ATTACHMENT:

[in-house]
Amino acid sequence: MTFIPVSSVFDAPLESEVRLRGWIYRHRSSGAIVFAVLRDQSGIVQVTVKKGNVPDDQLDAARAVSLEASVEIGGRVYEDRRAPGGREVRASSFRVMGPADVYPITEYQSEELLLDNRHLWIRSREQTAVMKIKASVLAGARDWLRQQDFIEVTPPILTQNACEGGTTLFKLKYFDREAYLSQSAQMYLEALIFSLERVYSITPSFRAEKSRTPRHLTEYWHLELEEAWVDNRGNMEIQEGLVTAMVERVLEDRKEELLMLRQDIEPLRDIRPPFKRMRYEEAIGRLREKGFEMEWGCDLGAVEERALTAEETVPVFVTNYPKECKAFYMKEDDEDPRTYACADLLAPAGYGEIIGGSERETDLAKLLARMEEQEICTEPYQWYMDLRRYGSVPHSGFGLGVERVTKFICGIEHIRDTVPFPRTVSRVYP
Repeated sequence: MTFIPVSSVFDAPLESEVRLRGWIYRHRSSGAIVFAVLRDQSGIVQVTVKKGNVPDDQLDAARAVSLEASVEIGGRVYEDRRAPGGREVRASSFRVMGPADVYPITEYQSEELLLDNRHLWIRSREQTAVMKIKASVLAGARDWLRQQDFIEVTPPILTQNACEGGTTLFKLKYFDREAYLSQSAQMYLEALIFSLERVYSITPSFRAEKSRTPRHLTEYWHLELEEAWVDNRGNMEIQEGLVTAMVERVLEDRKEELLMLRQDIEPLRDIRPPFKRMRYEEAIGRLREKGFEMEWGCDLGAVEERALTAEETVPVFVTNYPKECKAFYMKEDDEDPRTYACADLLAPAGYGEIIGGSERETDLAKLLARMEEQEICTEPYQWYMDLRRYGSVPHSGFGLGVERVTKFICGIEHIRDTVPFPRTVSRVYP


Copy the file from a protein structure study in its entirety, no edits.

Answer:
[in-house]
Amino acid sequence: MTFIPVSSVFDAPLESEVRLRGWIYRHRSSGAIVFAVLRDQSGIVQVTVKKGNVPDDQLDAARAVSLEASVEIGGRVYEDRRAPGGREVRASSFRVMGPADVYPITEYQSEELLLDNRHLWIRSREQTAVMKIKASVLAGARDWLRQQDFIEVTPPILTQNACEGGTTLFKLKYFDREAYLSQSAQMYLEALIFSLERVYSITPSFRAEKSRTPRHLTEYWHLELEEAWVDNRGNMEIQEGLVTAMVERVLEDRKEELLMLRQDIEPLRDIRPPFKRMRYEEAIGRLREKGFEMEWGCDLGAVEERALTAEETVPVFVTNYPKECKAFYMKEDDEDPRTYACADLLAPAGYGEIIGGSERETDLAKLLARMEEQEICTEPYQWYMDLRRYGSVPHSGFGLGVERVTKFICGIEHIRDTVPFPRTVSRVYP
Repeated sequence: MTFIPVSSVFDAPLESEVRLRGWIYRHRSSGAIVFAVLRDQSGIVQVTVKKGNVPDDQLDAARAVSLEASVEIGGRVYEDRRAPGGREVRASSFRVMGPADVYPITEYQSEELLLDNRHLWIRSREQTAVMKIKASVLAGARDWLRQQDFIEVTPPILTQNACEGGTTLFKLKYFDREAYLSQSAQMYLEALIFSLERVYSITPSFRAEKSRTPRHLTEYWHLELEEAWVDNRGNMEIQEGLVTAMVERVLEDRKEELLMLRQDIEPLRDIRPPFKRMRYEEAIGRLREKGFEMEWGCDLGAVEERALTAEETVPVFVTNYPKECKAFYMKEDDEDPRTYACADLLAPAGYGEIIGGSERETDLAKLLARMEEQEICTEPYQWYMDLRRYGSVPHSGFGLGVERVTKFICGIEHIRDTVPFPRTVSRVYP